YOU ARE HERE: LAT HomeCollections

Locking out tenant is probably illegal

Keeping tenant out over concerns of illegal activities may be viewed as a 'constructive eviction.' Such moves as changing the locks to prevent access can bring significant penalties.

September 05, 2010

Question: I own a couple of houses that I rent out for extra income. Unfortunately, they are not in the best part of our town. I have a tenant living in one of them who may be dealing drugs or doing something else illegal because the police have arrested him several times. Every time he is arrested he makes bail and returns to the house in a day or so. Even though he pays the rent on time, I realize that I can't continue to allow him to live in my house. My plan is to change the locks the next time he is arrested, so he can't come back into the house. I know that I need to protect his property inside the house if I do this, but my plan is to move his belongings into a storage locker. I can't afford a lawyer to file an eviction case, so this is my only alternative. Will I be OK if I do this?

Answer: Although your frustration and concern sound legitimate, your plan would almost certainly be viewed as a "constructive eviction" specifically prohibited by California Civil Code Section 789.3. Changing the locks on a rental property, along with similar acts such as cutting off utilities, blocking physical access or removing the doors, are all prohibited by this statute, which imposes significant penalties for a violation. A landlord who engages in a constructive eviction may be liable to the tenant for a penalty of up to $100 for each day of the lockout, along with the tenant's actual damages such as replacement lodging and attorney's fees.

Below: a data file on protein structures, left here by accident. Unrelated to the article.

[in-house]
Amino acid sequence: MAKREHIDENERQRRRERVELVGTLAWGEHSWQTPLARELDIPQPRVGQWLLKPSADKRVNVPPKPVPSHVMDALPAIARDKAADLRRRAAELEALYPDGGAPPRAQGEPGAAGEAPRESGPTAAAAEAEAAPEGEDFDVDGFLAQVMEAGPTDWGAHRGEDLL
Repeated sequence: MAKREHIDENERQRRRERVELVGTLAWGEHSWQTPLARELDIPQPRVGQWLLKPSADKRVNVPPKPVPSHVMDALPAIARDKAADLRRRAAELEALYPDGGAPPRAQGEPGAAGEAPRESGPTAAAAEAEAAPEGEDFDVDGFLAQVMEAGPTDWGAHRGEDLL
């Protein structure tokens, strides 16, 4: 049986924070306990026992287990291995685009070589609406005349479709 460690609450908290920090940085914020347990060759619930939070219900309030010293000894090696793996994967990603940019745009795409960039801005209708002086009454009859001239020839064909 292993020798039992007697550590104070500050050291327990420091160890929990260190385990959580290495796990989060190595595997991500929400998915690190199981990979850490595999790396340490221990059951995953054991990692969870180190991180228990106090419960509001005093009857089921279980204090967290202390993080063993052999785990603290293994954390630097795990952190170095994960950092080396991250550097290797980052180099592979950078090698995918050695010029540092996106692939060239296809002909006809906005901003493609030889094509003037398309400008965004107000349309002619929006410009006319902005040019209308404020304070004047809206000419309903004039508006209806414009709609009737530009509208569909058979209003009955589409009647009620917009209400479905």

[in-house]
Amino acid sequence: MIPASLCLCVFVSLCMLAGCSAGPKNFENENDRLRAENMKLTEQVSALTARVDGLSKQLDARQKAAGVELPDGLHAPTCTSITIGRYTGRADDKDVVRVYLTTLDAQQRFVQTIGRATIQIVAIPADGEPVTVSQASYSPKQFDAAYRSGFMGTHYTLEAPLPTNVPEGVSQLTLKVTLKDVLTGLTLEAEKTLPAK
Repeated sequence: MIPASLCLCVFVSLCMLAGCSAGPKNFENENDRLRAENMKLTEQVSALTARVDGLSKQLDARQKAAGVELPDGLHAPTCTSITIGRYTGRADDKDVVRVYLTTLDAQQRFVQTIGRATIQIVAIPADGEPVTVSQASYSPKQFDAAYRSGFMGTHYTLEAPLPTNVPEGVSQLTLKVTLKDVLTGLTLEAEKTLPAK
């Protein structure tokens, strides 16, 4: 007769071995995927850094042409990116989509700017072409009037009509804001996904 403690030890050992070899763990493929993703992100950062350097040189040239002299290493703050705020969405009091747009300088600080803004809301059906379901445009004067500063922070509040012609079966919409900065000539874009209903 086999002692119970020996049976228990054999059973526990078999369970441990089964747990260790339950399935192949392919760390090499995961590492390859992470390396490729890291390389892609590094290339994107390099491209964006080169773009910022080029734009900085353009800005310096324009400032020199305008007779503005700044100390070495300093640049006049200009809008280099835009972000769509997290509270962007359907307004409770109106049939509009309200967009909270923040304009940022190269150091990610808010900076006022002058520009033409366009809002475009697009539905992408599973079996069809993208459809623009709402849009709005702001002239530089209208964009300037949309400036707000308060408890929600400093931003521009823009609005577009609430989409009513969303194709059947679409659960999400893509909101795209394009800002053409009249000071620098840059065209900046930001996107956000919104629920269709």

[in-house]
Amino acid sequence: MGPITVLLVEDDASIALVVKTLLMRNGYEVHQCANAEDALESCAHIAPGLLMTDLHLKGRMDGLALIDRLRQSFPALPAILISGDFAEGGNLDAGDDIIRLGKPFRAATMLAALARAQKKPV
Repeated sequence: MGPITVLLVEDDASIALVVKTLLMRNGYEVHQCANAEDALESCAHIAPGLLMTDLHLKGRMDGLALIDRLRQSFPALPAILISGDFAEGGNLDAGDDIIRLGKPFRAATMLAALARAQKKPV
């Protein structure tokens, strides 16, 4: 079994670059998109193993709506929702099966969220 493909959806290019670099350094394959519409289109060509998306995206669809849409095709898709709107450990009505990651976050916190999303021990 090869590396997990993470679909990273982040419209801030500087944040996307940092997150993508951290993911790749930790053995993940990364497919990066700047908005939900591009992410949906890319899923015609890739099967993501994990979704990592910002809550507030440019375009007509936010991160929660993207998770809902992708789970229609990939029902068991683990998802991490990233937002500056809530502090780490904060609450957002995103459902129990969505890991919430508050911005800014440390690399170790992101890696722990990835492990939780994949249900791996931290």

Regardless of the misbehavior or rental agreement violations on the part of a tenant, California law requires a landlord to utilize the unlawful detainer Civil Court action remedy to remove a renter. For landlords who do not have significant financial resources, this remedy may seem cumbersome and expensive, but this policy is firmly established.

If you can document this tenant's criminal activity with police reports, public court records or other evidence, you have the option of giving him an unconditional three-day notice to quit the property. If he does not voluntarily leave, the unlawful detainer can be filed on the fourth day, but the full court process must still be followed.

The only other possible option for you would occur if this tenant is actually sentenced to a significant period of incarceration. In that case, and if he stops paying the rent while in custody, you could treat the property as having been abandoned. Without pursuing the unlawful detainer process, you could give proper notice of abandonment and retake possession of the house, as long as you follow the rules for protection of his personal property in the house.

Martin Eichner, Project Sentinel

Eichner is director of Housing Counseling Programs for Project Sentinel, a Sunnyvale, Calif.-based mediation service. To submit a question, go to

Los Angeles Times Articles